Submitted by Marisa Chavez
April is Sexual Assault Awareness Month (SAAM), and Child Abuse Awareness Month. The purpose of this month is to raise awareness and prevention of sexual assault, sexual harassment, and all forms of child abuse in our community. It is impossible to prevent an issue that no one talks about, and difficult to make people aware of a problem without a solution.
Children are some of the most vulnerable members of society, 1 in 7 children in the United States has experienced physical and/or sexual abuse. In 2021, 65% of cases investigated at Children’s Advocacy Centers involved sexual abuse allegations.
When it comes to suspected child abuse or neglect, you can contact your local child protective services or law enforcement agency. Anyone can report suspected child abuse, and all employees of the Tulalip Tribes are mandated to make such reports. When making a report, provide a complete, honest account of the observations that led you to suspect the occurrence of child abuse or neglect. After you make a report, it will be sent to child protective services (CPS) and beda?chelh. Once the report is received, social workers review the information and determine if an investigation is needed. Social workers may talk with the family, the child, or others to help determine any safety concerns for the child. Social workers and advocates can work together to help parents or other caregivers get services, education, or other needed assistance.
Adults also experience sexual assault at high rates – nearly 1 in 3 American Indian and Alaska Native women have been raped and 1 in 4 American Indian and Alaska Native men have experienced sexual violence in their lifetime. 41% of sexual assaults against American Indians are committed by a stranger, 34% by an acquaintance, and 25% by an intimate partner or family member. These statistics may not present an accurate representation of how often sexual violence occurs in native communities, since many survivors do not come forward after a sexual assault or report it to law enforcement.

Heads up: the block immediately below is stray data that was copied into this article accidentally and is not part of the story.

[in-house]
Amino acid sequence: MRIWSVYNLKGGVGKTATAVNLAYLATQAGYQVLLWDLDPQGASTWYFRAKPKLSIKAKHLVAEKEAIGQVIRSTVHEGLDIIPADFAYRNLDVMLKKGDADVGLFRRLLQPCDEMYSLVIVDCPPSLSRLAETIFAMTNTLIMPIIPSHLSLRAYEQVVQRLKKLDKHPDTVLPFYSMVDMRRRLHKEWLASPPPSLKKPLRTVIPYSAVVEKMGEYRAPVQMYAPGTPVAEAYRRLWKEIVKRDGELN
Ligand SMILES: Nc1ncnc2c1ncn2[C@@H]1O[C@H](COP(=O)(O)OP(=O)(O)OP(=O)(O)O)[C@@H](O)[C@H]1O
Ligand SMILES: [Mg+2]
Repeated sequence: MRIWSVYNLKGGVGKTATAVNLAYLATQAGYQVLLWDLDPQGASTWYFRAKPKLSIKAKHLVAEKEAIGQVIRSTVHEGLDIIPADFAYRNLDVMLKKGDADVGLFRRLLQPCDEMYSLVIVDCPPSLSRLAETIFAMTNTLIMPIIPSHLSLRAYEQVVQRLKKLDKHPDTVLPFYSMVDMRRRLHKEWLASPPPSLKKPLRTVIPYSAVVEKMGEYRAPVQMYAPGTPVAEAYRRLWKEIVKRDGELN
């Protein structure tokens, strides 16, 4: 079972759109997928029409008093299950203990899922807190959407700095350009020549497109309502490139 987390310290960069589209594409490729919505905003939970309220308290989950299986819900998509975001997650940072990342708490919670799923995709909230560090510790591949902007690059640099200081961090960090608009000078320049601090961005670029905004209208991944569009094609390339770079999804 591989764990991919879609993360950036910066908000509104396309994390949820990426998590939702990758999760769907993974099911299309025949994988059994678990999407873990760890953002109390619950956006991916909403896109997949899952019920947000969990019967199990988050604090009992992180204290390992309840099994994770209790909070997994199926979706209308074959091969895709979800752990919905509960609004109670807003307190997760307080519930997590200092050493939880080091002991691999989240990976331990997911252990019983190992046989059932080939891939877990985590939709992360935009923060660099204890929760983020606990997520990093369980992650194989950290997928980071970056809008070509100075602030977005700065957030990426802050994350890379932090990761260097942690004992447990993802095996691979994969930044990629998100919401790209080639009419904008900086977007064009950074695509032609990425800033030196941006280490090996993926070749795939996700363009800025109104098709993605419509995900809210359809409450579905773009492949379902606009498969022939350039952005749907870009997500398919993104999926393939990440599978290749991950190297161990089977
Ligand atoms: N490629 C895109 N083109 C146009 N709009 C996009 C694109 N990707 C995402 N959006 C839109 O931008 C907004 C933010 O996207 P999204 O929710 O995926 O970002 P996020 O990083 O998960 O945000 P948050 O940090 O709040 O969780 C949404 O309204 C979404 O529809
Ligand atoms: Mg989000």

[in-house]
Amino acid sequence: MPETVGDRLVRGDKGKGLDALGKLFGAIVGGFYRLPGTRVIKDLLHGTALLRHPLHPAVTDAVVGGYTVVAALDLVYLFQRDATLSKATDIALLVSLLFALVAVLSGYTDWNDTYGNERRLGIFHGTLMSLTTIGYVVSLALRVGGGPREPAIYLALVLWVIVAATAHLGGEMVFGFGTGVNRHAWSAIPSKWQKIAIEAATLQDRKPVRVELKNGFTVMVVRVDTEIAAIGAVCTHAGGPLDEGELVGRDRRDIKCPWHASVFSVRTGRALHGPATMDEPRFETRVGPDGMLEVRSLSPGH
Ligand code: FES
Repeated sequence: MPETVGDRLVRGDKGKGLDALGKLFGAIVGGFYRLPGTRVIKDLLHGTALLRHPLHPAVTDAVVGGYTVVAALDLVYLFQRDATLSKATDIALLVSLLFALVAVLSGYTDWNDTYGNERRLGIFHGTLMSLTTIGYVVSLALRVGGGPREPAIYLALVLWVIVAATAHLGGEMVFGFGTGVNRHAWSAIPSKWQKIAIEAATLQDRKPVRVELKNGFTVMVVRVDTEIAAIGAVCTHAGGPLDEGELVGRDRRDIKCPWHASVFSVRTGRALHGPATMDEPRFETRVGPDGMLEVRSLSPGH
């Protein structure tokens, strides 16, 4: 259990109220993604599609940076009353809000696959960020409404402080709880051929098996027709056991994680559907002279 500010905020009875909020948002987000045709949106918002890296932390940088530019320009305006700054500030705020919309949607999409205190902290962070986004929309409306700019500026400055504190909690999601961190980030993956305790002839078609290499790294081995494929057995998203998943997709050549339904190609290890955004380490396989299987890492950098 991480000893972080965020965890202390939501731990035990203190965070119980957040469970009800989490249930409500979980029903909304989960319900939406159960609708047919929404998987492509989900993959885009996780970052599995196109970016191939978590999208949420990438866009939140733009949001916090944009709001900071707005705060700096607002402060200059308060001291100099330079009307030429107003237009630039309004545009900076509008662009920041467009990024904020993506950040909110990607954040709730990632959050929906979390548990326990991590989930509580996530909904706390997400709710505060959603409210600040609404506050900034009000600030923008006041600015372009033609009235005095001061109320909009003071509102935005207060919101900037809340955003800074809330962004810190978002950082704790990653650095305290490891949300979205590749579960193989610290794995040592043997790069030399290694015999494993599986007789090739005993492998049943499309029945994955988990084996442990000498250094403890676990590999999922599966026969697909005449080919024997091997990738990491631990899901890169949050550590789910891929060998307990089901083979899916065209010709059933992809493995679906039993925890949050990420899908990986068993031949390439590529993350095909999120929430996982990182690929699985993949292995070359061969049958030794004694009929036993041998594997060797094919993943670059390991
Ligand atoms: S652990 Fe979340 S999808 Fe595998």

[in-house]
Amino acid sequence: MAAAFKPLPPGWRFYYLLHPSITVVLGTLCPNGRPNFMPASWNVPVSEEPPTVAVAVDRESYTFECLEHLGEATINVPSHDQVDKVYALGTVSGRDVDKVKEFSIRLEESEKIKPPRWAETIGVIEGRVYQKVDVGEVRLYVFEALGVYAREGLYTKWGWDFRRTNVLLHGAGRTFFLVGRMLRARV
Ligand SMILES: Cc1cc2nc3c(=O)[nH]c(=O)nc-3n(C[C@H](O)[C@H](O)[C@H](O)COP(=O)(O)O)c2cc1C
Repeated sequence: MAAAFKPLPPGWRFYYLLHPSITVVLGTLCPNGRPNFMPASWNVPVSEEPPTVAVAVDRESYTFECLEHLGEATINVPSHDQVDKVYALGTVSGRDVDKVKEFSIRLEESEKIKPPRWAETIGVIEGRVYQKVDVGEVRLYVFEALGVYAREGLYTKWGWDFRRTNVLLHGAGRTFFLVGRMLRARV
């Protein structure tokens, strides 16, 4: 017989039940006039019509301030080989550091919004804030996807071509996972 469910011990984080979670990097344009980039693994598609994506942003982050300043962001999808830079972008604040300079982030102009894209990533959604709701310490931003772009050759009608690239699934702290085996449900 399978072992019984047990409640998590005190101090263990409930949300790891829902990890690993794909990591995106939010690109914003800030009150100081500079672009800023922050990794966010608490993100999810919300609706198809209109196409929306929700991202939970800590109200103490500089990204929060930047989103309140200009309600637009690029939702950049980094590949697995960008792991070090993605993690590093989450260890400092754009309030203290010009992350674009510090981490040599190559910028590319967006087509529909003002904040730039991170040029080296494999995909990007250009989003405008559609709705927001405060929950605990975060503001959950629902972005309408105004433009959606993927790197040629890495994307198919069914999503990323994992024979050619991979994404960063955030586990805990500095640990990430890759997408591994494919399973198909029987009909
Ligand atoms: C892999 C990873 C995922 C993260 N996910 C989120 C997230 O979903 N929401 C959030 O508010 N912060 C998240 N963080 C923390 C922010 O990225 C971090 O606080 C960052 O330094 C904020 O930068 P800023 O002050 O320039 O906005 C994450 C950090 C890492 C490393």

You do not need to report the crime to law enforcement to receive advocacy services following a sexual assault. Legacy of Healing has advocates available to support adult survivors of sexual assault, and can explain the options available to survivors when it comes to pursuing justice through the legal system. The Children’s Advocacy Center has advocates available to support survivors of all forms of child abuse, as well as their caregivers. Your advocate will walk alongside you as you navigate these complex systems, and get you connected with other needed social services. You do not have to deal with this alone, and there is help available within our community.
Throughout the month of April, the Tulalip Children’s Advocacy Center and Legacy of Healing invite you to participate in raising awareness within our community by attending our events and expanding your knowledge of sexual violence and child abuse. See our Save-the-Date card and mark your calendar for all of our upcoming events!
If you or anyone you know is a victim of sexual violence or child abuse and are need of services, help is available! Please call one of these numbers provided for support:
Resources for Children
If you see someone harming a child, or you are experiencing another emergency, call 911.
- Child Abuse Intake Hotline: 866-ENDHARM (866-363-4276)
- Tulalip Children’s Advocacy Center: 360-716-KIDS (5437)
- Daytime CPS Office for Snohomish County: 866-829-2153
- Nights and Weekends CPS Office Line: 800-562-5624
- beda?chelh: 360-716-3284
- Resources for Adults
- Legacy of Healing: 360-716-4100
- Providence Intervention Center for Assault and Abuse (PICAA): 425-252-4800
- National Sexual Assault Hotline: 800-656-HOPE (4673)
- Strong Hearts Native Helpline: 844-7NATIVE (844-762-8483)